Holi: Dark Sexual Roots of This Hindu Festival

One of the many curses which afflict the people of Shirk is that while “festivals” and “celebrations” are occasions of divine remembrance and spiritual self-development for Muslims, for the people of Shirk such events become excuses for immorality and licentiousness, and this is because they’re incapable of worshiping Allah.

Such is the case of Holi, a public holiday in India and one of the favorite festivals of the Hindus. It is basically a celebration for the advent of the spring season (its equivalent in the Iranic world would be Nowruz).

Along with Diwali, Holi is the other festival that Westerners associate with Hindus, and this contributes towards their positive but flawed perception of Hindus.

RELATED: Diwali: A Festival of Animal Cruelty and Torture

This year it was celebrated on Friday 18th of March.

Of course the mushrikin, and the biased liberal media following suit, will say that there is nothing wrong with Holi. After all, it “symbolizes” the triumph of “light over darkness” as they perform rituals in front of the bonfire (another similarity with Nowruz), and it is also a festival of colors as they throw colored powders (called gulal) at each other.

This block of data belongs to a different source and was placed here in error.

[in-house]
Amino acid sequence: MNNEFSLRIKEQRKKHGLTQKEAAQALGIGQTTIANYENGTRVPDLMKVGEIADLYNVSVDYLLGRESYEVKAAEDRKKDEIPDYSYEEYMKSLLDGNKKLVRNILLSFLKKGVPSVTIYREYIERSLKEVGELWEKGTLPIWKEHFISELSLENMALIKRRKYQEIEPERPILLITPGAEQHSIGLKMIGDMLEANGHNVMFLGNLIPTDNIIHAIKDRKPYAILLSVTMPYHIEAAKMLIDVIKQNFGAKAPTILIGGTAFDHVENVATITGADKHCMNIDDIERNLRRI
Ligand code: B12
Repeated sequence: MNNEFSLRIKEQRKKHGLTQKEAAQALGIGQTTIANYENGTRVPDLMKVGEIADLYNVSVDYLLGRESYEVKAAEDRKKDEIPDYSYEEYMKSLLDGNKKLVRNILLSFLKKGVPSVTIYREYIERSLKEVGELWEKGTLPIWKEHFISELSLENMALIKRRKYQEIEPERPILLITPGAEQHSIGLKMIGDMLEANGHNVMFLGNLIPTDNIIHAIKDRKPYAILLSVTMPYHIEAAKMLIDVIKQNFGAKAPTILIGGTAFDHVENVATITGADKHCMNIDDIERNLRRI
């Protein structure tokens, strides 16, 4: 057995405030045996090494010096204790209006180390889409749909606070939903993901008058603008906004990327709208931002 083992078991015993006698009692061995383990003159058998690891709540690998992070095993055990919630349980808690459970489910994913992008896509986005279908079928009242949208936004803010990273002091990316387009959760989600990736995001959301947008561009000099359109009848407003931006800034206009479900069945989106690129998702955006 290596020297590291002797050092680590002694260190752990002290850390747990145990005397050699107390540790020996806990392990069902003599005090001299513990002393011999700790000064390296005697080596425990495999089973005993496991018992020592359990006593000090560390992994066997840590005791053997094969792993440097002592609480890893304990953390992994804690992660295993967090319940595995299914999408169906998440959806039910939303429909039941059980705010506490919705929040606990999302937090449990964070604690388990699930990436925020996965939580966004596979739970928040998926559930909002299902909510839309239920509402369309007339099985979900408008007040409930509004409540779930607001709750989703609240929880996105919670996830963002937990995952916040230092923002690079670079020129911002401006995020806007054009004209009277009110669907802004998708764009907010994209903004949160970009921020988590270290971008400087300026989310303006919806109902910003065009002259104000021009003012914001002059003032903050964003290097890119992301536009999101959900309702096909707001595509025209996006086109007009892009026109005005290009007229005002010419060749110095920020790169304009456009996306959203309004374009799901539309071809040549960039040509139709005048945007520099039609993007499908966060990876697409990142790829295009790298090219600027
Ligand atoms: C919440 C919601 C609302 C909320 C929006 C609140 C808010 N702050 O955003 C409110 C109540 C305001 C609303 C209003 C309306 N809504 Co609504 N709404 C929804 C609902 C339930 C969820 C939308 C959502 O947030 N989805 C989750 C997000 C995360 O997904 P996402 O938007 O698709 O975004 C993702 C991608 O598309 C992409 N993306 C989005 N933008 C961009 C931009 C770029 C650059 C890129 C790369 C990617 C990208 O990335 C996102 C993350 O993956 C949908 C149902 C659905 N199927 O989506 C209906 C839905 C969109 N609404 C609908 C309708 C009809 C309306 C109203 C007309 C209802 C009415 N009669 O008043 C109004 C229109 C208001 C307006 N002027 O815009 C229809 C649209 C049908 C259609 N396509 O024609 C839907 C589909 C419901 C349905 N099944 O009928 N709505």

Which sane individual would hate light and colors, right…?

But as we shall see—and just like pretty much anything related to the mushrikin—this festival has its roots in Shirk and is also very strongly linked with sexual depravity.

It is crucial to highlight all of this as the Muslims in India will tell you how both the “liberal” Hindus and the Hindu nationalists regularly use Holi in an attempt to dilute Muslim identity by promoting dozens of ads featuring “burqa-clad” Muslim women “playing” Holi with male Hindu strangers.

In fact, Holi is seen by the Hindus as one of the best ways to “assimilate” India’s Muslims.

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The Polytheistic and Sexual Roots of Holi

Rita Banerji is an Indian academic who authored a book titled Sex and Power: Defining History, Shaping Societies in order to present the “real” picture of sexuality in India. She says that the views of Hindus on sex have been corrupted by colonialism and so on.

She thus writes: